English clauses always have a subject:

His father has just retired. Was a teacher. > He was a teacher.
I’m waiting for my wife. Is late. > She is late.
Look at the time! Is half past two.> It’s half past two.

except for the imperative (see more)

Go away.
Play it again please.

If we have no other subject we use there or it.

there

We use there as a dummy subject with part of the verb be followed by a noun phrase. (see Clauses, sentences and phrases):

• to introduce a new topic:

There is a meeting this evening. It will start at seven.
There has been an accident. I hope no one is hurt.

• with numbers or quantities:

There was a lot of rain last night.
There must have been more than five hundred in the audience.

• to say where something is:

There used to be a playground at the end of the street.
There are fairies at the bottom of the garden.
I wonder if there will be anyone at home.

• with an indefinite pronoun or expressions of quantity and the to-infinitive:

There is nothing to do in the village.
There was plenty to read in the apartment
There was nothing to watch on television.
There is a lot of work to do

If we want to show the subject of the to-infinitive we use for:

There is nothing for the children to do in the village.
There was plenty for us to read in the apartment
There was nothing for them to watch on television.
There is a lot of work for you to do.

• with an indefinite pronoun or expressions of quantity and an -ing verb:

There is someone waiting to see you.
There were a lot of people shouting and waving.

We use a singular verb if the noun phrase is singular:

There is a meeting this evening. It will start at seven.
There was a lot of rain last night.
There is someone waiting to see you.

We use a plural verb if the noun phrase is plural:

There are more than twenty people waiting to see you.
There were some biscuits in the cupboard.
There were a lot of people shouting and waving.
 

It

We use it to talk about:

• times and dates:

It’s nearly one o’clock.
It’s my birthday.

• weather:

It’s raining.
It’s a lovely day.
It was getting cold.

• to give an opinion about a place:

It’s very cold in here.
It will be nice when we get home.
It’s very comfortable in my new apartment.

• to give an opinion followed by to-infinitive:

It’s nice to meet you.
It will be great to go on holiday.
It was interesting to meet your brother at last.

• to give an opinion followed by an -ing verb:

It’s great living in Spain.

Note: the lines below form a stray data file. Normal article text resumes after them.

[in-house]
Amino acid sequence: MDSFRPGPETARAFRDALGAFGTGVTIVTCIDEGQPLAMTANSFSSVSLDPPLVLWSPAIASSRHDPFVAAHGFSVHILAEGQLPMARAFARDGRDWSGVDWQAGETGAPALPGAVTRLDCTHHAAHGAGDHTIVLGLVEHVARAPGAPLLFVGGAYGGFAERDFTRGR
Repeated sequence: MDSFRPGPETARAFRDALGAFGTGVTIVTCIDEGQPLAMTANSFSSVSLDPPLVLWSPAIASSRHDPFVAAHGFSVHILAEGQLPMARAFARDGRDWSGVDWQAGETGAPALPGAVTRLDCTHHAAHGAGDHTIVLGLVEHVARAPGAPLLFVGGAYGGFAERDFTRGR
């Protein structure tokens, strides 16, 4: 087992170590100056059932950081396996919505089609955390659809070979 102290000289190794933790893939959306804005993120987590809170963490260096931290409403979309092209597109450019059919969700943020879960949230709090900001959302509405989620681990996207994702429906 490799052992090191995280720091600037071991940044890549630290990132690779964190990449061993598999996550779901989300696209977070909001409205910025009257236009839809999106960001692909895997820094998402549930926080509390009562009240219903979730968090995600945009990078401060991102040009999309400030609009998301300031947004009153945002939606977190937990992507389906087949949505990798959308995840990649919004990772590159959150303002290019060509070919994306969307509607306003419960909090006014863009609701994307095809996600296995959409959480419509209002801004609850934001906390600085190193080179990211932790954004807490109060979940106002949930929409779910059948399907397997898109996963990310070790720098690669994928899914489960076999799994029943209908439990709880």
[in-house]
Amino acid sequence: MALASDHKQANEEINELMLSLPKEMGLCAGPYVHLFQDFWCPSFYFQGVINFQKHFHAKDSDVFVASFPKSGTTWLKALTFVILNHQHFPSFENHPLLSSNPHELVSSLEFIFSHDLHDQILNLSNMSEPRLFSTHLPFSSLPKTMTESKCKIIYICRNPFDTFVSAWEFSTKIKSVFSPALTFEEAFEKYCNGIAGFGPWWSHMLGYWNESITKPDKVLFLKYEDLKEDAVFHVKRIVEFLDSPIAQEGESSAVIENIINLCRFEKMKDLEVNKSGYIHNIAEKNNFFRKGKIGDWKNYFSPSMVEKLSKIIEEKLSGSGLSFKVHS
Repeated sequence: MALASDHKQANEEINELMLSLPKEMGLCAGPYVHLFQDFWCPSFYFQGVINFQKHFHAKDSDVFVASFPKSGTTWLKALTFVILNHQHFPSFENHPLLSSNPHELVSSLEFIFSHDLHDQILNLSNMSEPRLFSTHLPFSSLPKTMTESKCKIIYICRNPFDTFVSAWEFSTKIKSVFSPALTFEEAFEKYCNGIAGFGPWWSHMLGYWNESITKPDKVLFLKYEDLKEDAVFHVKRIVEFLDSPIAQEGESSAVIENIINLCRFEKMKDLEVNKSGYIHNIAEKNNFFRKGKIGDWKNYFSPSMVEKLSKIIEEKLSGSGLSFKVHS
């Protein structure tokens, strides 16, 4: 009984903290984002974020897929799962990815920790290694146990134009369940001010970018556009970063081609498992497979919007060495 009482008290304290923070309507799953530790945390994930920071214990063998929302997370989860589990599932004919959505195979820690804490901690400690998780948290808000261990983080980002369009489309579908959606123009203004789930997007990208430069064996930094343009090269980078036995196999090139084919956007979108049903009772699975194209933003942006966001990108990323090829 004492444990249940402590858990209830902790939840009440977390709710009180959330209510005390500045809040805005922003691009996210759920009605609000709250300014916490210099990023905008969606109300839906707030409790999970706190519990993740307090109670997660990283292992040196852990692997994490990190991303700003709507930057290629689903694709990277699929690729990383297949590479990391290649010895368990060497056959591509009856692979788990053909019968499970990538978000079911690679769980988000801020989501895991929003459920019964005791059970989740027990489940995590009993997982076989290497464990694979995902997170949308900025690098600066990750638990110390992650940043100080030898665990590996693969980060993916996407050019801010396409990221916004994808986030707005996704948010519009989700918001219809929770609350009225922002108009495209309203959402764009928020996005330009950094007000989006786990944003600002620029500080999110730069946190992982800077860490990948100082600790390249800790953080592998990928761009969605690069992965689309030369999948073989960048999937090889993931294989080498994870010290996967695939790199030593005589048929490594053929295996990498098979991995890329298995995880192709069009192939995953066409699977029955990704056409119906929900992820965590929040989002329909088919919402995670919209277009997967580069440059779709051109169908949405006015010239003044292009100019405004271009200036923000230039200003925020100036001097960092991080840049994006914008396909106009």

It’s awful driving in this heavy traffic.
It can be hard work looking after young children.

  

Using "it" to talk about people

We use it to talk about ourselves:

• on the telephone:

Hello. It’s George.

• when people cannot see us:

[Mary knocks on door] It’s me. It’s Mary.

We use it to talk about other people:

• when we point them out for the first time:

Look. It’s Sir Paul McCartney.
Who’s that? I think it’s John’s brother.

• when we cannot see them and we ask them for their name:

[telephone rings, we pick it up] Hello. Who is it?
[someone knocks on door. We say:] Who is it

 

Task 1

 Exercise

Task 2

 Exercise

Section: 

Comments

Hello Teachers,
I have a sentence here:
"Venezuela does not produce wheat and relies on imports bought in by the government which it then sends to mills where it is ground and then distributed."
There are 2 'it' in this sentence, one refer to 'Venezuela' the other refer to 'wheat'. I wonder is it correct to use 'it' in this way, isn't it seem ambiguous to the reader?
Thank you

Hello Kaisoo93,

I have no problem understanding that sentence, but it might be a good idea to rephrase it so as to eliminate any potential confusion. For example, you could put 'send' in the passive voice, something like '... brought in by the government, which are then sent to mills where it ...' I'd recommend using a comma before 'which', and also note that the verb should be 'brought' (not 'bought').

You could also do a more substantial rephrasing (though I don't think it's necessary) such as: 'Venezuela does not produce wheat and relies on government-acquired imports, which are sent to mills to be ground and distributed.'

Best wishes,
Kirk
The LearnEnglish Team

Hello
Can you please tell me where is the subject and verb in
There is a book

Hello Hope150097,

The subject is 'There' and the verb is 'is'.

The sentence is an example of a 'dummy subject'. You can read more about dummy subjects here and here.

 

Best wishes,

Peter

The LearnEnglish Team

Hi. Is it possible to use the dummy subject 'there' not with the verb 'to be' but with other verbs? Would these sentences be correct:
In the room, there stood a desk.
In the room, there were gathered people.

Hello exvano,

Yes, that is perfectly fine. Putting the prepositional phrase first makes the style quite literary but it is certainly not incorrect.

 

Best wishes,

Peter

The LearnEnglish Team

Hi All,

Thank you for your help. Your lessons are so useful! :)

Hi Sir,

Can you please explain why we don't have question mark for "where" section? As it seems they are asking question.

Thank you in advance for your help

Hello Bilal Mustafa,

We'd be happy to help you, but could you please tell me which section you mean? I don't see a 'where' section on the page or in the exercises. Have I missed it?

All the best,
Kirk
The LearnEnglish Team

Hi Sir,

Thank you for your reply. I am talking about this section

" to say where something is:

There used to be a playground at the end of the street.
There are fairies at the bottom of the garden.
I wonder if there will be anyone at home."

Regards,
Bilal

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